Pastor James McConnell said yesterday that he is due to speak to police again soon following his controversial anti-Muslim sermon.
The Whitewell preacher told the News Letter that officers had talked to him twice already and he is due to meet them again “shortly” – but would offer little further detail.
He said he had not been arrested, and asked what the nature of his conversations with police was, he said: “Oh, now now now. I’ll tell you that when it’s all over.”
The PSNI themselves said simply that its inquiries are continuing after his sermon last month, in which he described Islam as “satanic”.
Following Peter Robinson’s visit to the Belfast Islamic Centre, Pastor McConnell yesterday refused to back down from his fiery remarks about Islam, but added that his quarrel is not with local Muslims, and he would even visit the centre himself if he was invited.
He was particularly keen to stress that one of the key things he had been trying to highlight is being forgotten amid the media storm – namely, the plight of a woman who was sentenced to death for “apostasy” by a Sudanese court, following her decision to take a Christian husband.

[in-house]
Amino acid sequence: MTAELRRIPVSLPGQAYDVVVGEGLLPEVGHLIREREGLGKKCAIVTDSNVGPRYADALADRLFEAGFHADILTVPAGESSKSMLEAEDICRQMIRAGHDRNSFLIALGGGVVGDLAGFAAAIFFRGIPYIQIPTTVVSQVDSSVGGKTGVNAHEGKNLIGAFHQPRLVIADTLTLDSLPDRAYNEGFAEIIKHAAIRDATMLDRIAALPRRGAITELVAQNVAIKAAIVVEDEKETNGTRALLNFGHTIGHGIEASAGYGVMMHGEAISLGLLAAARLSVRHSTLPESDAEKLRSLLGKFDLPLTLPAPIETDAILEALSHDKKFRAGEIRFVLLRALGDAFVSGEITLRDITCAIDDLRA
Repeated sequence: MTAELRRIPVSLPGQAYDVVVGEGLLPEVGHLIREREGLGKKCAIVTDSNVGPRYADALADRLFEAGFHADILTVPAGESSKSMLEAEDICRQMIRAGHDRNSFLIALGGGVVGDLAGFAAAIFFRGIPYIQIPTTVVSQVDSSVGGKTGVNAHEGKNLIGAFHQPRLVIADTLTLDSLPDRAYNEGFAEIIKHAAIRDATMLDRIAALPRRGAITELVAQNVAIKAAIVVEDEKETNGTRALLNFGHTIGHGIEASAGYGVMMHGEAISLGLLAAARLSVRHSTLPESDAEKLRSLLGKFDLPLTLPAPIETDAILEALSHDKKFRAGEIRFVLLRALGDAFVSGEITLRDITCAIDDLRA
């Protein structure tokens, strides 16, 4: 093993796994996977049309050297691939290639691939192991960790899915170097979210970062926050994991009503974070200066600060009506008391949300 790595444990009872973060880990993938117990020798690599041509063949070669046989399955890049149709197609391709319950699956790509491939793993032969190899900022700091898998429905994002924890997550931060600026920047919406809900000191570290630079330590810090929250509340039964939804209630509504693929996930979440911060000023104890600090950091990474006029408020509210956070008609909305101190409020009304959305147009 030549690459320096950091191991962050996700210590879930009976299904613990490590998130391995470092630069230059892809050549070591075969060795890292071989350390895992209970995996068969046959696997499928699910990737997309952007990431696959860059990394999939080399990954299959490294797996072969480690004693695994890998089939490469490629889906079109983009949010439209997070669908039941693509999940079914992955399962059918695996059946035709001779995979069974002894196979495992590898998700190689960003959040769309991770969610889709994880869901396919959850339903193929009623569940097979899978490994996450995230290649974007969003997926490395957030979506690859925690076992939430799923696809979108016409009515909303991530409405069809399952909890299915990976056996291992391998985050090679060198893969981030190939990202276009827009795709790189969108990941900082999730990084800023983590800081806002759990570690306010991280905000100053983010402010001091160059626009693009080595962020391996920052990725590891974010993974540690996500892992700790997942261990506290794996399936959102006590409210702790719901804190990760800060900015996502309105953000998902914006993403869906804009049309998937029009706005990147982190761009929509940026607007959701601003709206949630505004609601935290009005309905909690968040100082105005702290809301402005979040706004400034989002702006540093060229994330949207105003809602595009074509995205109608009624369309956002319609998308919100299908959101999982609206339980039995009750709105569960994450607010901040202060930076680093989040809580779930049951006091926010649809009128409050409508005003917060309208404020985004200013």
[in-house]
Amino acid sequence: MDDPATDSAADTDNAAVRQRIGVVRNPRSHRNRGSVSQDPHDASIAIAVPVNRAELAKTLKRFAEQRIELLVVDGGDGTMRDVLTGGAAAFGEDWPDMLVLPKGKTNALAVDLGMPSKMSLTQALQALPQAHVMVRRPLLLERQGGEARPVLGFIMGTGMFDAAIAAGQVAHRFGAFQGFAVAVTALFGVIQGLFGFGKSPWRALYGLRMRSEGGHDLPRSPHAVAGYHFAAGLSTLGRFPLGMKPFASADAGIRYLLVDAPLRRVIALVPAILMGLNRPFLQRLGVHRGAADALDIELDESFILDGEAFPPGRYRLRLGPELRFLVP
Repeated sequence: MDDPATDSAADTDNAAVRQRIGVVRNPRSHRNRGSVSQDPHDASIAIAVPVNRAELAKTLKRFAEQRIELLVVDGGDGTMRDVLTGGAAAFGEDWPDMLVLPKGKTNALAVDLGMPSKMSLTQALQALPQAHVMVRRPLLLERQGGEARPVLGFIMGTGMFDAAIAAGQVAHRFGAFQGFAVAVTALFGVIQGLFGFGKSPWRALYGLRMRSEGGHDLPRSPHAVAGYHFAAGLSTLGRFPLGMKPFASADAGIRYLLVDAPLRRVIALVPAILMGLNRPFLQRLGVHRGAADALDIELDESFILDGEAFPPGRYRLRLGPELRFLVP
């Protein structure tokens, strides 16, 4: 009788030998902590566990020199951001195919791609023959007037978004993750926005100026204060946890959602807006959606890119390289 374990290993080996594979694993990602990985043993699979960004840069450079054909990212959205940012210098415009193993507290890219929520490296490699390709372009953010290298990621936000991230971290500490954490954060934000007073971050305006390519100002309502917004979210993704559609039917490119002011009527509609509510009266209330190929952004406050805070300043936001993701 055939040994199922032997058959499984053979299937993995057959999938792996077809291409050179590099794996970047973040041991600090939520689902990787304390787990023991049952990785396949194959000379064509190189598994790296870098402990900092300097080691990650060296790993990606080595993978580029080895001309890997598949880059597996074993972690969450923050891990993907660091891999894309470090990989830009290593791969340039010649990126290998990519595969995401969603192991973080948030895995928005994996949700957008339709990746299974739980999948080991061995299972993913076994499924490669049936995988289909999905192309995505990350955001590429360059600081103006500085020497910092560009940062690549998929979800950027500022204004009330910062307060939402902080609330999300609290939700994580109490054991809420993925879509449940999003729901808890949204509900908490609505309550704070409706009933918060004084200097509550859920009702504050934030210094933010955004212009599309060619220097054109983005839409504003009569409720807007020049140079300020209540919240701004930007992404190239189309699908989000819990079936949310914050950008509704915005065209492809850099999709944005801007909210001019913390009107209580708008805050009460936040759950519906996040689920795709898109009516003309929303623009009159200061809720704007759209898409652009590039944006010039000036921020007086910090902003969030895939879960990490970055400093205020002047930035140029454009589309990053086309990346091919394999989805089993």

Pastor McConnell said: “In the middle of all this we have forgotten about the young woman.
“We still do not know if she is going to be released.
“She’s still in prison and she’s under threat of death.”
A report circulating from Agence France Presse yesterday indicated that there was confusion and conflicting reports of her possible fate.
His remarks came as both the First and Deputy First Ministers visited Belfast Islamic Centre in a bid to forge better relations in the wake of controversy over religion and race in the past week.
One of the things which has resulted is a general consensus on the need for a new, improved Islamic centre, with both the two main unionist parties backing the idea.
The UUP – whose leader Mike Nesbitt visited earlier in the week – said that it was supportive of such a move since the Province’s thousands of Muslims do not have an adequate space for worshipping together at present, and DUP First Minister Peter Robinson had said he saw that there was an “express” need for one, having seen the current “cramped” venue for himself.
Pastor McConnell himself said he had no problem with the idea, and if public funds were used to help it, then “that’s OK with me”.